From The Scientist:
Why can science still not define this most basic biological process?
This may come as a shock to the uninitiated, but a conclusive definition of sleep still eludes scientists and probably will continue to do so until the function of sleep is fully established. That’s not to say science doesn’t have a working definition of sleep.
Here is the paradox: although it seems sleep is conserved across the animal kingdom, our most precise definition of the phenomenon relies on recordings of the neocortex, the least-conserved part of the vertebrate nervous system (and altogether absent in invertebrates).
While a subcortical definition of sleep across vertebrates would already be a leap forward, it would still not easily apply to the invertebrate nervous system, and hence would not provide a truly universal definition of sleep for all animals. Evolutionary conservation lends support to the hypothesis that sleep serves a fundamental physiological need, and the best way to define sleep would be to identify this need. So instead of relying on an output (EEG, behavior) or a regulatory (neuronal circuits) definition of sleep, the ultimate definition will directly answer the simple question: why do we sleep?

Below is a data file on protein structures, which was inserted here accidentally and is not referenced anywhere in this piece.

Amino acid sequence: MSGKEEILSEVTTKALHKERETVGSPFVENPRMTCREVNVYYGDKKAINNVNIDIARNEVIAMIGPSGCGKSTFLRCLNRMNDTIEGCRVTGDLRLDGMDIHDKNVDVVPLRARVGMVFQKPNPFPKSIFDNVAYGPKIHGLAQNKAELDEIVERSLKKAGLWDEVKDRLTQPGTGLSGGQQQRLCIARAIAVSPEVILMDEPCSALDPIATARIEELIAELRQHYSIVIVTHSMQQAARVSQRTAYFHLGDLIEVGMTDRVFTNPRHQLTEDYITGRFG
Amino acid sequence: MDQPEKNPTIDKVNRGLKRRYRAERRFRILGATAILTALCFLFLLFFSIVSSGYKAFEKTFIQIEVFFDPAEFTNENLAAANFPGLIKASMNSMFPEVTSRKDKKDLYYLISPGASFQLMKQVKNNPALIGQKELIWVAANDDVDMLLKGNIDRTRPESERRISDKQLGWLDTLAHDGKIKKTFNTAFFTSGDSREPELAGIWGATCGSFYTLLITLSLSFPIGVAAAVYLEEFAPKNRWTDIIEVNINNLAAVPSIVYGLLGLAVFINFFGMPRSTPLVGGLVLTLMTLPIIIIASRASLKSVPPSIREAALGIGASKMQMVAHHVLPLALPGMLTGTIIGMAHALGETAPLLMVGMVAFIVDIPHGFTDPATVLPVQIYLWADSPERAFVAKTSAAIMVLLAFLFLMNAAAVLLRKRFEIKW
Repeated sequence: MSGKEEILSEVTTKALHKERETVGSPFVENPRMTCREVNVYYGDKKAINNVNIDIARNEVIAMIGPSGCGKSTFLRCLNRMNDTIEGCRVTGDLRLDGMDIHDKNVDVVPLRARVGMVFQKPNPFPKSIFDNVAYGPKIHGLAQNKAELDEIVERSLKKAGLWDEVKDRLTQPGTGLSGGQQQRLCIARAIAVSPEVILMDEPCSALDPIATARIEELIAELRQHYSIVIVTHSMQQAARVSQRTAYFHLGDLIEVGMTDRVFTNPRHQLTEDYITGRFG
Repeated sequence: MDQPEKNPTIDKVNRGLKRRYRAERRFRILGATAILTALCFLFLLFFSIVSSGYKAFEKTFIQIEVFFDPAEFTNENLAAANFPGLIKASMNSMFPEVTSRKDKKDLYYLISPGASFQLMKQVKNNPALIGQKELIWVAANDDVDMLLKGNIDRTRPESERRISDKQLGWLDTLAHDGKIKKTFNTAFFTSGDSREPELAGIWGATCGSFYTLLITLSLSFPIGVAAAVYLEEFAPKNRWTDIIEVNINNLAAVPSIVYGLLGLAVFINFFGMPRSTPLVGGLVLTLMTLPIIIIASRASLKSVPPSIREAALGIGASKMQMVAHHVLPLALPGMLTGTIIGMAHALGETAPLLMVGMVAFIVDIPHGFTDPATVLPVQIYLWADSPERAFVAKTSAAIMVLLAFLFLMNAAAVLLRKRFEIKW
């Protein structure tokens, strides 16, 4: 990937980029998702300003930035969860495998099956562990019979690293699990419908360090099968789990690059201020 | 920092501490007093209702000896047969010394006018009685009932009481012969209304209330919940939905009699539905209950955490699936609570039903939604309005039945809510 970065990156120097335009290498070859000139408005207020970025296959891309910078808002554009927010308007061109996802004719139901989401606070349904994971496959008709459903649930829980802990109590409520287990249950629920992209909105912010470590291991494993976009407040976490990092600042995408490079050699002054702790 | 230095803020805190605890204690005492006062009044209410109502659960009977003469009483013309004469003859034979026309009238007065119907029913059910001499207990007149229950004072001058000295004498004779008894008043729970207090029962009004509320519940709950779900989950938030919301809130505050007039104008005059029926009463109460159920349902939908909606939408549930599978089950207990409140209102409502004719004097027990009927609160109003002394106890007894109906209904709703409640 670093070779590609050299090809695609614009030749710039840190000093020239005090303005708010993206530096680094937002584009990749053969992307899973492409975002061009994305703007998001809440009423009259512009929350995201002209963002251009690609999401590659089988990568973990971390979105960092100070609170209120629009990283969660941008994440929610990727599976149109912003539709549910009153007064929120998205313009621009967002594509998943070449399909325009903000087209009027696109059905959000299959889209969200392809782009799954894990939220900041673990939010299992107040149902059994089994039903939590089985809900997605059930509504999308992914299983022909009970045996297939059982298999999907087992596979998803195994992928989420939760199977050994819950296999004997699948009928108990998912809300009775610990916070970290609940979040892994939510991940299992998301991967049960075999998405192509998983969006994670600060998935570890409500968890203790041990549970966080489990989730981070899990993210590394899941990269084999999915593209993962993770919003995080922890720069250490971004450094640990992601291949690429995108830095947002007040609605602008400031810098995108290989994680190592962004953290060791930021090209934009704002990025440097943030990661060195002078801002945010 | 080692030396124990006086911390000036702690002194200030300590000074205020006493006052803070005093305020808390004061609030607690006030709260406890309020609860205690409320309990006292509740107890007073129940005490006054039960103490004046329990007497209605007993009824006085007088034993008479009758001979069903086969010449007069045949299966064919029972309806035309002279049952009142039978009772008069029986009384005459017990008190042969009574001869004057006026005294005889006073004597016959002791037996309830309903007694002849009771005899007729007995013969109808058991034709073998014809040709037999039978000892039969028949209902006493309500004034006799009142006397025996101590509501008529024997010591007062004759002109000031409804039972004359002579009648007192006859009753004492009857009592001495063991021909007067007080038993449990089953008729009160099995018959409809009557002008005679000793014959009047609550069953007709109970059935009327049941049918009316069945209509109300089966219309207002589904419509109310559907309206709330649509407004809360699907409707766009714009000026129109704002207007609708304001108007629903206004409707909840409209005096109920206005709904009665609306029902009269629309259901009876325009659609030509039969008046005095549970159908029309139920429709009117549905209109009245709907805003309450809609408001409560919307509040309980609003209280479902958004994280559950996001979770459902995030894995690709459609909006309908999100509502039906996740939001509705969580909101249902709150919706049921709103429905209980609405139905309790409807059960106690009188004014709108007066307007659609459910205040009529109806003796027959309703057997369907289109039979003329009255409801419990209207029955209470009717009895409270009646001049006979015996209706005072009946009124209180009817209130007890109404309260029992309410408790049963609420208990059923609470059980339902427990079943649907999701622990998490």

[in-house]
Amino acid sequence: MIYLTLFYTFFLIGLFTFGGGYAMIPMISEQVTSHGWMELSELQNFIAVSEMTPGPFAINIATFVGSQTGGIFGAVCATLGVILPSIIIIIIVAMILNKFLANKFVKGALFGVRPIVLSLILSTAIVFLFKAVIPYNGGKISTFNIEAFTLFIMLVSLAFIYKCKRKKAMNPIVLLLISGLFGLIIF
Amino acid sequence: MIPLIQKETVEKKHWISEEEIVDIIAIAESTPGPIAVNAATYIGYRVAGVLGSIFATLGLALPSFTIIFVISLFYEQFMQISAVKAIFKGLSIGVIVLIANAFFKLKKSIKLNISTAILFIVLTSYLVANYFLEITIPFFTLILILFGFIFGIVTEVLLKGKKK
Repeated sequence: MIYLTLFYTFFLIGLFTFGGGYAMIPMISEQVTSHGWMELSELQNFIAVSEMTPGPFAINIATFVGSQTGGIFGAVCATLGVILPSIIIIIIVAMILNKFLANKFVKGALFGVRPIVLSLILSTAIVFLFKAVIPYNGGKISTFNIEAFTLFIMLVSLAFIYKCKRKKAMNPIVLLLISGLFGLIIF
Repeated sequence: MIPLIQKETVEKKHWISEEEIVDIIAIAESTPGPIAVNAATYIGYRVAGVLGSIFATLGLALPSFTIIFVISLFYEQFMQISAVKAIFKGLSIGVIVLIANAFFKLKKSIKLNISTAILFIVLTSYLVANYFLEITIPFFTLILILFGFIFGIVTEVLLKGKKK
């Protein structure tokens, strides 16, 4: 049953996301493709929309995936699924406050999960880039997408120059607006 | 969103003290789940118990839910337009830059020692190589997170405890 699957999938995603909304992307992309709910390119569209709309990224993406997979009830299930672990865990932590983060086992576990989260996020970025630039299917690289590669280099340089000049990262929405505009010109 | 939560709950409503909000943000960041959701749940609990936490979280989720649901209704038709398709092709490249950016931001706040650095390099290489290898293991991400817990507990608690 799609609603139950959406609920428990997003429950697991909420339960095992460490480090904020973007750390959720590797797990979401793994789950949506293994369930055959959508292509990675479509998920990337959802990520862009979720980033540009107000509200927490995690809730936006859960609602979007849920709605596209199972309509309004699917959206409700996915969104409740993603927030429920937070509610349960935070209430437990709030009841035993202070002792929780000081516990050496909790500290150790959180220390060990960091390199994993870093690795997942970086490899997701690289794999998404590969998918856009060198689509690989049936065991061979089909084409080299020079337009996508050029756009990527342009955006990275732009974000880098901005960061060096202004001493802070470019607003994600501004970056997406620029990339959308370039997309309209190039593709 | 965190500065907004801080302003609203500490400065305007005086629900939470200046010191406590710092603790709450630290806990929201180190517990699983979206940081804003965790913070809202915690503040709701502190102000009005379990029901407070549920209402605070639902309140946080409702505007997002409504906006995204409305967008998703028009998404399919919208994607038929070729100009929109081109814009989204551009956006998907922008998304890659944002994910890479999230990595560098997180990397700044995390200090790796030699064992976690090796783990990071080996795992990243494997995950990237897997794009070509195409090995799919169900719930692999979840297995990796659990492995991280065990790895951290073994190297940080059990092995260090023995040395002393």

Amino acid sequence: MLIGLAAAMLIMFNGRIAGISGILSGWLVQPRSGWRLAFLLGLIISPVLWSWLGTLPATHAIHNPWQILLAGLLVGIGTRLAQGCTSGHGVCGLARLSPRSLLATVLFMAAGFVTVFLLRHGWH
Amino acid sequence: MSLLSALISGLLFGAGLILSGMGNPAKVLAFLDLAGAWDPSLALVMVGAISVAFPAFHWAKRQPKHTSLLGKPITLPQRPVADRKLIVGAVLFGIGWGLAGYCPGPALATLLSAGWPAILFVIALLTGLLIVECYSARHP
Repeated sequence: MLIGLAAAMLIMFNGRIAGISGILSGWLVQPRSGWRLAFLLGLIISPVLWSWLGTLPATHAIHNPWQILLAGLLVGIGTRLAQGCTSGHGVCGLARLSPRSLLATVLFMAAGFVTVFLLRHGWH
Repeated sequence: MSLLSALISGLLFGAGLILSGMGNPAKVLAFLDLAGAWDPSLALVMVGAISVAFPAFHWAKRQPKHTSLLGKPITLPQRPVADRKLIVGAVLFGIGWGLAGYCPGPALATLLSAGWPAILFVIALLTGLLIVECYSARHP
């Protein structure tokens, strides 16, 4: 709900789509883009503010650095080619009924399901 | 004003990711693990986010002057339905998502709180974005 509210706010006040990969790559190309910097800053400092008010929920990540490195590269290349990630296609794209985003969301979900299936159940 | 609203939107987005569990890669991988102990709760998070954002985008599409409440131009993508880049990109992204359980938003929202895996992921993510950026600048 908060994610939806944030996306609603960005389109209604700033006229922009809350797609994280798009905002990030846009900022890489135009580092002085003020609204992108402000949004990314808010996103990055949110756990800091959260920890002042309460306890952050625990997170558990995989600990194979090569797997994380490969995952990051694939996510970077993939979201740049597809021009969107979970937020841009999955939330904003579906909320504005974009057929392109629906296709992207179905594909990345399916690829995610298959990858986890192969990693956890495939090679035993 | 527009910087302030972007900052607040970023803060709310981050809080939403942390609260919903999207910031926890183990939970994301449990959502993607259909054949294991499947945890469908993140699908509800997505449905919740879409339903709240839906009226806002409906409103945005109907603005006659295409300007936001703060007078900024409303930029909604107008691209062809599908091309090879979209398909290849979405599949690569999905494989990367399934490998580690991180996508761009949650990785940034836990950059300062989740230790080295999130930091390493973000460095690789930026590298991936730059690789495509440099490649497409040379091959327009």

Sleep likely has multiple functions, but a large and growing body of evidence supports a primary role for sleep in the regulation of nervous system plasticity … .More.
See also: Why do we need less sleep than chimps
Raymond Tallis: Sleep is still a biological – and psychological – mystery
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